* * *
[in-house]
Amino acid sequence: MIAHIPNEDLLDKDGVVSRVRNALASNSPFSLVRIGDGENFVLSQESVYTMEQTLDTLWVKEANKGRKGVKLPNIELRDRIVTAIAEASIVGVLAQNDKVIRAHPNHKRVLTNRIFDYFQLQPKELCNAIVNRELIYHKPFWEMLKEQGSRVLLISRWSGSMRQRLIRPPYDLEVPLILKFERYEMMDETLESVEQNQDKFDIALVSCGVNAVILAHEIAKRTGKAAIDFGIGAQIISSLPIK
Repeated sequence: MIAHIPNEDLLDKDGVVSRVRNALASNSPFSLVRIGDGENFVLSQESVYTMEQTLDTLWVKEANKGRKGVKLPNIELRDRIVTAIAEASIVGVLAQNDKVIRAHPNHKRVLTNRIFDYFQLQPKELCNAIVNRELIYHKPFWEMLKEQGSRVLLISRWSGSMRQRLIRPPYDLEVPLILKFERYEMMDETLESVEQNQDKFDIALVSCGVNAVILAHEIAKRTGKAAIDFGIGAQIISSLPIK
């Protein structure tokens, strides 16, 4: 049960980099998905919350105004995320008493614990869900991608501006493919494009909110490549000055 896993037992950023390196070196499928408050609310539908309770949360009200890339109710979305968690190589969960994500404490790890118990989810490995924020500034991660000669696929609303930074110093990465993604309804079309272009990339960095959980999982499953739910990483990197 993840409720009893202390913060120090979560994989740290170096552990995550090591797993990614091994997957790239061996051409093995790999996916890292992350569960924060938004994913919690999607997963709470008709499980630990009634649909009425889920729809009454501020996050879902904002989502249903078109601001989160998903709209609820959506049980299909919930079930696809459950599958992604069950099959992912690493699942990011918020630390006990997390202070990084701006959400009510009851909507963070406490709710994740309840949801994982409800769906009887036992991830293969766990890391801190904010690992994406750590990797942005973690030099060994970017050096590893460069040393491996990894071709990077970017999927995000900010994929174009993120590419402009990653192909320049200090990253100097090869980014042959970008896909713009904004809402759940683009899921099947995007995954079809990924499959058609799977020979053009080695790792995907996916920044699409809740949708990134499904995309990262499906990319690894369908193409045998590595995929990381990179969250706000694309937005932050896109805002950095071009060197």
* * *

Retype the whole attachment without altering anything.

[in-house]
Amino acid sequence: MIAHIPNEDLLDKDGVVSRVRNALASNSPFSLVRIGDGENFVLSQESVYTMEQTLDTLWVKEANKGRKGVKLPNIELRDRIVTAIAEASIVGVLAQNDKVIRAHPNHKRVLTNRIFDYFQLQPKELCNAIVNRELIYHKPFWEMLKEQGSRVLLISRWSGSMRQRLIRPPYDLEVPLILKFERYEMMDETLESVEQNQDKFDIALVSCGVNAVILAHEIAKRTGKAAIDFGIGAQIISSLPIK
Repeated sequence: MIAHIPNEDLLDKDGVVSRVRNALASNSPFSLVRIGDGENFVLSQESVYTMEQTLDTLWVKEANKGRKGVKLPNIELRDRIVTAIAEASIVGVLAQNDKVIRAHPNHKRVLTNRIFDYFQLQPKELCNAIVNRELIYHKPFWEMLKEQGSRVLLISRWSGSMRQRLIRPPYDLEVPLILKFERYEMMDETLESVEQNQDKFDIALVSCGVNAVILAHEIAKRTGKAAIDFGIGAQIISSLPIK
């Protein structure tokens, strides 16, 4: 049960980099998905919350105004995320008493614990869900991608501006493919494009909110490549000055 896993037992950023390196070196499928408050609310539908309770949360009200890339109710979305968690190589969960994500404490790890118990989810490995924020500034991660000669696929609303930074110093990465993604309804079309272009990339960095959980999982499953739910990483990197 993840409720009893202390913060120090979560994989740290170096552990995550090591797993990614091994997957790239061996051409093995790999996916890292992350569960924060938004994913919690999607997963709470008709499980630990009634649909009425889920729809009454501020996050879902904002989502249903078109601001989160998903709209609820959506049980299909919930079930696809459950599958992604069950099959992912690493699942990011918020630390006990997390202070990084701006959400009510009851909507963070406490709710994740309840949801994982409800769906009887036992991830293969766990890391801190904010690992994406750590990797942005973690030099060994970017050096590893460069040393491996990894071709990077970017999927995000900010994929174009993120590419402009990653192909320049200090990253100097090869980014042959970008896909713009904004809402759940683009899921099947995007995954079809990924499959058609799977020979053009080695790792995907996916920044699409809740949708990134499904995309990262499906990319690894369908193409045998590595995929990381990179969250706000694309937005932050896109805002950095071009060197």